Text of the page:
i also thought i’d explain to you that the reason any wheat mention has the disclaimer “if tolerated” is because the book promises to be wheat-free, but certain recipes can be improved (culinarily, if you will) with the addition of wheat germ or whatever else, so i give the options for those that want ’em. i’m all about informed choice.

    and, i’m all about behaving compassionately, and i think it’s fair to call vegans out on their compassion and kindness directed not only to animals but to other humans. i am happy to accept that i didn’t write the be-all-end-all cookbook for everyone, but before getting all harsh and panning a book before you’ve even really read it/have tried ONE SINGLE RECIPE, please remember that the internet is a very public forum and anything/anyone you’re trashing can, and sometimes will, hear you.

    • I wanted, for MoFo, to say what I thought about a variety of books, and say it as I saw it. I can only give my impression of a book, as it appeals or doesn’t appeal to the things I like to cook and eat. I certainly have read it. In fact, after all the good reviews I’ve seen I’ve ploughed through it quite a few times specifically to find a recipe I wanted to try. And as I said, there are 2 or 3. I have many books were I can’t find a single thing I like the look of! One of the reasons I wrote the post (as with several other of the reviews I’ve done), is to get people who read my blog to tell me what they’ve loved and why, to see if it inspires me me to make that dish. I don’t think I was harsh, I just said why the book didn’t appeal TO ME and why. I like books with not much preamble and lots of hearty main courses or elaborate dishes, and I’m sure you would agree that yours doesn’t fit that bill. No point reviewing things if you don’t tell tell the truth. I certainly didn’t intend to trash you personally and I’m sorry it came across that way. I didn’t realise from the blurb I’d read that the book promised to be wheat free, so that was a mistake on my part and I apologise for that. It does, to me, get repetitive reading those same things in the ingredient list again and again.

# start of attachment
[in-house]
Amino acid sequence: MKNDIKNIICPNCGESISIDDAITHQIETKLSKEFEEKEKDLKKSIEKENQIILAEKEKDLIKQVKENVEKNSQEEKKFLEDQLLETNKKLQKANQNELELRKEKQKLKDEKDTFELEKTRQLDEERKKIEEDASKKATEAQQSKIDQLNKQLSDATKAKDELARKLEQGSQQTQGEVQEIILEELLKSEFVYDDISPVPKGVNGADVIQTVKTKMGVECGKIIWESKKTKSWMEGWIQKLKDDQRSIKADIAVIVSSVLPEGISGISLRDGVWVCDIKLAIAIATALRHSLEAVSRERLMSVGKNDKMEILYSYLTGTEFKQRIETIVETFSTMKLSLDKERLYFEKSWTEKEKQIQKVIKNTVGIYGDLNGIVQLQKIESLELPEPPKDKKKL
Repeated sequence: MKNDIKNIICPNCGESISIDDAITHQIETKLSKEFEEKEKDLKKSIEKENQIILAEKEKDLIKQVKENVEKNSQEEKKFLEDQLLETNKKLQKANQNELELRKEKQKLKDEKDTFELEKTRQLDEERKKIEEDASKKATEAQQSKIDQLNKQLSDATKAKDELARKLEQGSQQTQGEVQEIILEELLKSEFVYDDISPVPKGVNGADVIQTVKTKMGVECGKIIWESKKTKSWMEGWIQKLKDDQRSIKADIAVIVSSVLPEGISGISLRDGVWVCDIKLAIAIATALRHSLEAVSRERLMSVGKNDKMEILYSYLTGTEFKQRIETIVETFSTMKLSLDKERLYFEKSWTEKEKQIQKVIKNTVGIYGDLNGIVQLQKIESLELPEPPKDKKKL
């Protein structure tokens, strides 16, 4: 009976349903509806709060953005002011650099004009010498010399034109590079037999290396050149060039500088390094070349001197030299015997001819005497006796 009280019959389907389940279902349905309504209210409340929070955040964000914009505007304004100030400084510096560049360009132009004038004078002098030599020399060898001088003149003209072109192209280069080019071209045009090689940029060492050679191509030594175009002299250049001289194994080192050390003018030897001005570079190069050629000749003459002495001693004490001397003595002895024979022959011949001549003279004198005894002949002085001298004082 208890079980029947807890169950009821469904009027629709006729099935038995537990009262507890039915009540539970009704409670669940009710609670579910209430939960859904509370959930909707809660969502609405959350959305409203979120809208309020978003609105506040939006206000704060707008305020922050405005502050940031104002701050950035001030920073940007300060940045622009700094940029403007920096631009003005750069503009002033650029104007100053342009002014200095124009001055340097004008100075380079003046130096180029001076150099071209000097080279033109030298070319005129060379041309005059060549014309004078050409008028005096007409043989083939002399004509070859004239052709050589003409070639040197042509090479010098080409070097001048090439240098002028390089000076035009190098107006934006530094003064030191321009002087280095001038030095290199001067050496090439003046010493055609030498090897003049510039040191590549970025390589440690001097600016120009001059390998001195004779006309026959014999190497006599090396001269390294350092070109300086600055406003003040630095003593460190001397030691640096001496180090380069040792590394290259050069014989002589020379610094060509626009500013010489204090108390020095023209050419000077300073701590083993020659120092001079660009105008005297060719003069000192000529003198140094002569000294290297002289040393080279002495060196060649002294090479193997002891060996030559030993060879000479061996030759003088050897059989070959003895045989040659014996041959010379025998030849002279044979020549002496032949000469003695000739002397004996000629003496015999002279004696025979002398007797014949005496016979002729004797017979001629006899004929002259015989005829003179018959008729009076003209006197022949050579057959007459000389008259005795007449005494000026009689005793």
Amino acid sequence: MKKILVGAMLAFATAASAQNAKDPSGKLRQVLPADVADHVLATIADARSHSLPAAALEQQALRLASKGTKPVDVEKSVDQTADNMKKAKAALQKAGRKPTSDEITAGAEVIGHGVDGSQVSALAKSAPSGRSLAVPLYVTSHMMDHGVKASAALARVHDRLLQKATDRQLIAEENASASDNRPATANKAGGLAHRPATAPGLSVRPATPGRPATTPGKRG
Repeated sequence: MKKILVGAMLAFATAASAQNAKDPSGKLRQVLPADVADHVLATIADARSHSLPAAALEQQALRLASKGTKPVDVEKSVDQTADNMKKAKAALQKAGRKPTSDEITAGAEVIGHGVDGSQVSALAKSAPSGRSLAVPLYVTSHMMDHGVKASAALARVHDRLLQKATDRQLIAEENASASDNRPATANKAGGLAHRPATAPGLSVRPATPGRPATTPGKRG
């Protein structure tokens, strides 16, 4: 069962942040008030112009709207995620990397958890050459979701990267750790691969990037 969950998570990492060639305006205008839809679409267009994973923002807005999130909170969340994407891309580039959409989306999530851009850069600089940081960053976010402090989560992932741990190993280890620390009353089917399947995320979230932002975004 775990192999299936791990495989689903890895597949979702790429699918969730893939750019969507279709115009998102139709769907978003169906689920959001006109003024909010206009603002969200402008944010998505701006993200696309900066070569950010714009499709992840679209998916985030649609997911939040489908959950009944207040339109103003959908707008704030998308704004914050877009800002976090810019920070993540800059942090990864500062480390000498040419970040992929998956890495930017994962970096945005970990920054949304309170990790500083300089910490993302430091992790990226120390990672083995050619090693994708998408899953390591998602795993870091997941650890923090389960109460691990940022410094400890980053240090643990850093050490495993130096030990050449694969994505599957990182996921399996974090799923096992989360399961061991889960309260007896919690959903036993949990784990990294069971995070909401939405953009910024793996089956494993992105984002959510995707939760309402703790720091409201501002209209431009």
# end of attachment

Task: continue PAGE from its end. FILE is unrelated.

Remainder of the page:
Given that you know I’m more interested in savoury than sweet and don’t much enjoy baking, recommend me a recipe and I promise faithfully to try it and report back how I find it, and perhaps we’ll both end up agreeing that the post was useful after all.